The government has also more than doubled the number of articling students (from eight to 20) “to help recruit lawyers to ultimately work as prosecutors,” Jones added.


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But if Alberta isn’t a competitive place to work, the Prosecution Service won’t be able to fill those positions, Sopko explained.

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“A prosecutor can expect to make between 18 and 25 per cent more in the first 11 years of their career if they go to B.C. or Ontario, or the federal government.

“We’re just not able to attract skilled and experienced lawyers anymore.”

Adding new job postings “makes no practical difference,” he said.

“The proof is in the pudding. Five years ago the government committed to creating 50 new positions to fill, to deal with the resourcing issues that we have. It’s five years later and only six per cent of those positions have been filled.”

“The government can commit to creating any number of positions … but the practical reality is, until they deal with the root causes of the problem, those positions will never be filled,” Sopko said.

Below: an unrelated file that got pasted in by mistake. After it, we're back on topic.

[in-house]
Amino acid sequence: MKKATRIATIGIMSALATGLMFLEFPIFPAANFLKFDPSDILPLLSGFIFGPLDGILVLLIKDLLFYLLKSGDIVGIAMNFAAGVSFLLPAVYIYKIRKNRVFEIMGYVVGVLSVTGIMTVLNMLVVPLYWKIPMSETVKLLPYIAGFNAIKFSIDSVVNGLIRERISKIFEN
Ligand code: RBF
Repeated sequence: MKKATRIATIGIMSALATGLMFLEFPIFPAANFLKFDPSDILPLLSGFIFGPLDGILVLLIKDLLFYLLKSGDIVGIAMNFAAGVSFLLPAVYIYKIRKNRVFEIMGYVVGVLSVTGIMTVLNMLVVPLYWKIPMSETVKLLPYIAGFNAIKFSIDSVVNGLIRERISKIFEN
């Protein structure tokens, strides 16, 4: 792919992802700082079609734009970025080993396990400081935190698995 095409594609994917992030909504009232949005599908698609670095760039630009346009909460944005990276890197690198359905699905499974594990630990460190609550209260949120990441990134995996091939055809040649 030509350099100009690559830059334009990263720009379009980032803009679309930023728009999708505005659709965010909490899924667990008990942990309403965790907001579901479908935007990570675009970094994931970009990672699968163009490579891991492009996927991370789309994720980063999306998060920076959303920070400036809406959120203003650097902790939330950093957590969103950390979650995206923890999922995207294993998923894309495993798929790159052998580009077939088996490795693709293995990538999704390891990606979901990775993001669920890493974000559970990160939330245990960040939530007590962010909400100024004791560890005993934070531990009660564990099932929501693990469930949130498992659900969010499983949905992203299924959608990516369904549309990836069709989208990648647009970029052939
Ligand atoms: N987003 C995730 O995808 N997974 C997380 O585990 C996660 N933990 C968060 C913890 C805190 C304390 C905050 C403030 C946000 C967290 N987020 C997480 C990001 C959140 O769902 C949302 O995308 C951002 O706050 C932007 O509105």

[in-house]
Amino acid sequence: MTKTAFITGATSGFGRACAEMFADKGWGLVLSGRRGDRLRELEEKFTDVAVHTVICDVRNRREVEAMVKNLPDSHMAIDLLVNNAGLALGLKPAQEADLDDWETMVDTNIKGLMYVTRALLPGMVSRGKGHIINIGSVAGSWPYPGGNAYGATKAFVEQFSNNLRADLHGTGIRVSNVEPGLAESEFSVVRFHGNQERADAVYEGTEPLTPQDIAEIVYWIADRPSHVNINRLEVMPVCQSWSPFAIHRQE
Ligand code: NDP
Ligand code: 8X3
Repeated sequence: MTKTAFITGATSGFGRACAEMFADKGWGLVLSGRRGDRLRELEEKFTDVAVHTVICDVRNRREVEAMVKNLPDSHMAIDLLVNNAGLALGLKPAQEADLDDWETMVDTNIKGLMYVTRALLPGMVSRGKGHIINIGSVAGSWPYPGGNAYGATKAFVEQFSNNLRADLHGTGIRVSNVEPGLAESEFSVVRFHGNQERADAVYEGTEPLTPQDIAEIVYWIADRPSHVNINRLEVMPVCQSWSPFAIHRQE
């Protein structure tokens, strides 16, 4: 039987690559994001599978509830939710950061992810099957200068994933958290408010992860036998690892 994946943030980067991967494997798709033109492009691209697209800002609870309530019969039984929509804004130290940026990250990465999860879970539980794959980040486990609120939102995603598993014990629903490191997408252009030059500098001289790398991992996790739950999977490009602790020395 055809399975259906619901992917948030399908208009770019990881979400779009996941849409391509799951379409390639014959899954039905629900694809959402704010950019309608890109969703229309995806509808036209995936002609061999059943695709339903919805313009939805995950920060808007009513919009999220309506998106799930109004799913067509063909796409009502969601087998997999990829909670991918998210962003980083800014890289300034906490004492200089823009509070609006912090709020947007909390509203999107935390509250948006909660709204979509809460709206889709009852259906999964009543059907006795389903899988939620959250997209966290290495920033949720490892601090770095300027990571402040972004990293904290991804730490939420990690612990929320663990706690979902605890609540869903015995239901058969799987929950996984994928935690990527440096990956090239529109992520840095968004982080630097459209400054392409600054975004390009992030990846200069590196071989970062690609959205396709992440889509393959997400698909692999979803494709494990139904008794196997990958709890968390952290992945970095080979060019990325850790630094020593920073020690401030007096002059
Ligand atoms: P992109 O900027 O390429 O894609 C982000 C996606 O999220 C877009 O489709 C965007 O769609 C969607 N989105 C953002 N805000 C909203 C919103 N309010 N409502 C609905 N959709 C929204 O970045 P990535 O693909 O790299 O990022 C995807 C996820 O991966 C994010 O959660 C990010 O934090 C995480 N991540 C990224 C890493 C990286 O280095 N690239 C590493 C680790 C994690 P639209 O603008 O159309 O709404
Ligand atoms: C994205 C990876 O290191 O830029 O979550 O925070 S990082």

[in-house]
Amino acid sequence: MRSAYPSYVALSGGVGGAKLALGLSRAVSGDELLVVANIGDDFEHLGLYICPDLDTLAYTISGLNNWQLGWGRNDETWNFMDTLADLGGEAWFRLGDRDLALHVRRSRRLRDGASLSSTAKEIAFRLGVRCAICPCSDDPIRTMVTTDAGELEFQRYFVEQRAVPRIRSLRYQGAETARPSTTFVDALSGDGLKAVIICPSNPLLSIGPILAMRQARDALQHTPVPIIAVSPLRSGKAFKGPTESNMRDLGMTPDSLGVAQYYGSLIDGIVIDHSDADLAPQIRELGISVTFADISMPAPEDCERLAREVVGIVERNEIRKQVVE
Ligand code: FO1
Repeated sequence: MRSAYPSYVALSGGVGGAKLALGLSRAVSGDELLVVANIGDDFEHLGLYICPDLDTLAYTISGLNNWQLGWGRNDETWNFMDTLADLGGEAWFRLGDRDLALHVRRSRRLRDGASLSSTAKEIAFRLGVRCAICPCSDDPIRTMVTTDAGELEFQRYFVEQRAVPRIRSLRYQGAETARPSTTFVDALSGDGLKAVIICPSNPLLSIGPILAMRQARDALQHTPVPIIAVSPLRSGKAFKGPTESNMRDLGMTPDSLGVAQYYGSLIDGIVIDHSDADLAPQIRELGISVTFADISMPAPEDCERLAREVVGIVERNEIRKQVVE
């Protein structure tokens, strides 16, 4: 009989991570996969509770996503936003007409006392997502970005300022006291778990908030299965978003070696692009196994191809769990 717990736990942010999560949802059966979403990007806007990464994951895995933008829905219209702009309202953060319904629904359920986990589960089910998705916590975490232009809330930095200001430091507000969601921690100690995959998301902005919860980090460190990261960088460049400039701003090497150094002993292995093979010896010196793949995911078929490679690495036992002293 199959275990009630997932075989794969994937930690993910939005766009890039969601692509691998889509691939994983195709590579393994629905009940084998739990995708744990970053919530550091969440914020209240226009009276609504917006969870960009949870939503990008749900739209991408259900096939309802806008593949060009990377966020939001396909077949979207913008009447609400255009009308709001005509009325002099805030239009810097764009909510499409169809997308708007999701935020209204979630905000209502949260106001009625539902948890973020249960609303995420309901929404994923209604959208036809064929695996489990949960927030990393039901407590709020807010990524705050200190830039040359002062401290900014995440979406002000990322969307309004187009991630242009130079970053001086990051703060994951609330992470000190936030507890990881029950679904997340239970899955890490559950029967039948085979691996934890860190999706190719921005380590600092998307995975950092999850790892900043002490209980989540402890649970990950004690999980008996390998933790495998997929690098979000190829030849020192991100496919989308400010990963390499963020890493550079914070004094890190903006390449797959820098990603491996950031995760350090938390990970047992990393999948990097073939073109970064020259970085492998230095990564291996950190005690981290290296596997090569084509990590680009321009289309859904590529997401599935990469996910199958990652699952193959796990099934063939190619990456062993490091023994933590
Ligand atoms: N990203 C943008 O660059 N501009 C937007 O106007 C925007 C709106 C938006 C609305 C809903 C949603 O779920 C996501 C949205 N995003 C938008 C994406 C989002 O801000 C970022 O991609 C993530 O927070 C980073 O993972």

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He also pointed out hiring a new lawyer does not fill the space left by one with decades of experience.

“Who are you hiring? When a 30-year Crown prosecutor leaves, who was handling 10 murder files, who are we replacing them with? And the answer is generally going to be someone brand new, someone who needs to be trained, and who can’t handle those files on their own.

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“What we’re seeing is once those people get a few years of experience — we use the time and resources to train them — they become a good candidate for another service and then they leave.”


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Sopko said his Edmonton-area office has lost decades of experience in the last year and new hires just don’t fill that gap.

“We lost 80 years of service last year and we replaced it with zero years of criminal (law) experience.”

Alberta Justice said as of Sept. 30, there were seven unfilled Crown prosecutor positions of the 100 in the Edmonton office.

There are 11 vacancies in Calgary, Sopko said.

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The workload is crushing, morale is low, and most prosecutors report feeling completely burned out, he added.